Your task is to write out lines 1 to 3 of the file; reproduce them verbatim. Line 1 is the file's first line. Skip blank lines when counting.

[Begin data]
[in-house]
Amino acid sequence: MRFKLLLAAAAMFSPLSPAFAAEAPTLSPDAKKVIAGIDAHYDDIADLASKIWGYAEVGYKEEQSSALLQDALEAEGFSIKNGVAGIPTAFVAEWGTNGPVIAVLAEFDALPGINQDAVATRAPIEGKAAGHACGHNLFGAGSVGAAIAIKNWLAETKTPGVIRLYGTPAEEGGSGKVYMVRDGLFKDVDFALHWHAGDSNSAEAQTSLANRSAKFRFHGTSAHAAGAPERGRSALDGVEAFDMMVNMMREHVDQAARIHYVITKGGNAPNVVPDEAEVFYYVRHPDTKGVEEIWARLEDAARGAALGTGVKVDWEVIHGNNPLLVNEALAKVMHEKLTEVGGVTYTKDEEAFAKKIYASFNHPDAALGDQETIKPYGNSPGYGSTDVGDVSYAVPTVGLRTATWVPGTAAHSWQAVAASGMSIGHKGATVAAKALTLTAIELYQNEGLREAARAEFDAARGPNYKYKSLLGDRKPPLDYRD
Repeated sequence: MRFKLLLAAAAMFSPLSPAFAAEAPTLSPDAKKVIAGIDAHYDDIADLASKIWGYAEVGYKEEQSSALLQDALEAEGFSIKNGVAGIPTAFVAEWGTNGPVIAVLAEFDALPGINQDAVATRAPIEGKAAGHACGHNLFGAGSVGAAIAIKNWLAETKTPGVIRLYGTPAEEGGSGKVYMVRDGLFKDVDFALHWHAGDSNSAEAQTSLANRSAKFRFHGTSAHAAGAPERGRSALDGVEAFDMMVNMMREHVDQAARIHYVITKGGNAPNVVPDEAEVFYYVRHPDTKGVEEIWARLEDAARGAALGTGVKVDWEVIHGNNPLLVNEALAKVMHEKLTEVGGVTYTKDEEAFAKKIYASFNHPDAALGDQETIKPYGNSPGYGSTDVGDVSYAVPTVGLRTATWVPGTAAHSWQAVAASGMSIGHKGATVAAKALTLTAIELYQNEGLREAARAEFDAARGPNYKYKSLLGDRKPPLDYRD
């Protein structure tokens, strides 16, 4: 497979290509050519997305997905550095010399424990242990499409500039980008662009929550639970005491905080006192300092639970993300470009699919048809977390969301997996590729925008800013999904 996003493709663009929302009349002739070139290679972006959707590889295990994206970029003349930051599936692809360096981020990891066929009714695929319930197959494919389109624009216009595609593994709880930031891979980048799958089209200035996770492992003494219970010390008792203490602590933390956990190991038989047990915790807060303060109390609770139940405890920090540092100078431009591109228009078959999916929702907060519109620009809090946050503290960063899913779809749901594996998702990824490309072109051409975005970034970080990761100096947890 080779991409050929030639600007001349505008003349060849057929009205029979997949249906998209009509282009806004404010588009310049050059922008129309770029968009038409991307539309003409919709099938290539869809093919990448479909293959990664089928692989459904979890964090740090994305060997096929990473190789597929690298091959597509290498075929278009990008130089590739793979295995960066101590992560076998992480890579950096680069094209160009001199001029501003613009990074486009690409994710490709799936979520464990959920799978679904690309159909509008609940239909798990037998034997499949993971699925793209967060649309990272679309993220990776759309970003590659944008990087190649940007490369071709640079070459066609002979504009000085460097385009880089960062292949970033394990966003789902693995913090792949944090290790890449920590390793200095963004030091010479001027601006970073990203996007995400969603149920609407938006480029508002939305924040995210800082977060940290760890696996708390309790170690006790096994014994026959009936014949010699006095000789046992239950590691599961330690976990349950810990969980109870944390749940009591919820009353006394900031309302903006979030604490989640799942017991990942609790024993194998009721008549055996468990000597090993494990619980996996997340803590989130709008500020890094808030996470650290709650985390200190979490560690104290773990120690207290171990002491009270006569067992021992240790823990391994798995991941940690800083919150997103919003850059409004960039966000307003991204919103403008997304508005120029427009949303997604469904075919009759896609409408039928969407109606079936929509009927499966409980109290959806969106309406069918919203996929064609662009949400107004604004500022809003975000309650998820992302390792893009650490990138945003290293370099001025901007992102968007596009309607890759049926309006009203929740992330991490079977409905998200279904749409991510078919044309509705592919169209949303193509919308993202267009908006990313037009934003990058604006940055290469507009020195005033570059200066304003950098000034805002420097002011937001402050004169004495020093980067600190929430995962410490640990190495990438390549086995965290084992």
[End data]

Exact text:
[in-house]
Amino acid sequence: MRFKLLLAAAAMFSPLSPAFAAEAPTLSPDAKKVIAGIDAHYDDIADLASKIWGYAEVGYKEEQSSALLQDALEAEGFSIKNGVAGIPTAFVAEWGTNGPVIAVLAEFDALPGINQDAVATRAPIEGKAAGHACGHNLFGAGSVGAAIAIKNWLAETKTPGVIRLYGTPAEEGGSGKVYMVRDGLFKDVDFALHWHAGDSNSAEAQTSLANRSAKFRFHGTSAHAAGAPERGRSALDGVEAFDMMVNMMREHVDQAARIHYVITKGGNAPNVVPDEAEVFYYVRHPDTKGVEEIWARLEDAARGAALGTGVKVDWEVIHGNNPLLVNEALAKVMHEKLTEVGGVTYTKDEEAFAKKIYASFNHPDAALGDQETIKPYGNSPGYGSTDVGDVSYAVPTVGLRTATWVPGTAAHSWQAVAASGMSIGHKGATVAAKALTLTAIELYQNEGLREAARAEFDAARGPNYKYKSLLGDRKPPLDYRD
Repeated sequence: MRFKLLLAAAAMFSPLSPAFAAEAPTLSPDAKKVIAGIDAHYDDIADLASKIWGYAEVGYKEEQSSALLQDALEAEGFSIKNGVAGIPTAFVAEWGTNGPVIAVLAEFDALPGINQDAVATRAPIEGKAAGHACGHNLFGAGSVGAAIAIKNWLAETKTPGVIRLYGTPAEEGGSGKVYMVRDGLFKDVDFALHWHAGDSNSAEAQTSLANRSAKFRFHGTSAHAAGAPERGRSALDGVEAFDMMVNMMREHVDQAARIHYVITKGGNAPNVVPDEAEVFYYVRHPDTKGVEEIWARLEDAARGAALGTGVKVDWEVIHGNNPLLVNEALAKVMHEKLTEVGGVTYTKDEEAFAKKIYASFNHPDAALGDQETIKPYGNSPGYGSTDVGDVSYAVPTVGLRTATWVPGTAAHSWQAVAASGMSIGHKGATVAAKALTLTAIELYQNEGLREAARAEFDAARGPNYKYKSLLGDRKPPLDYRD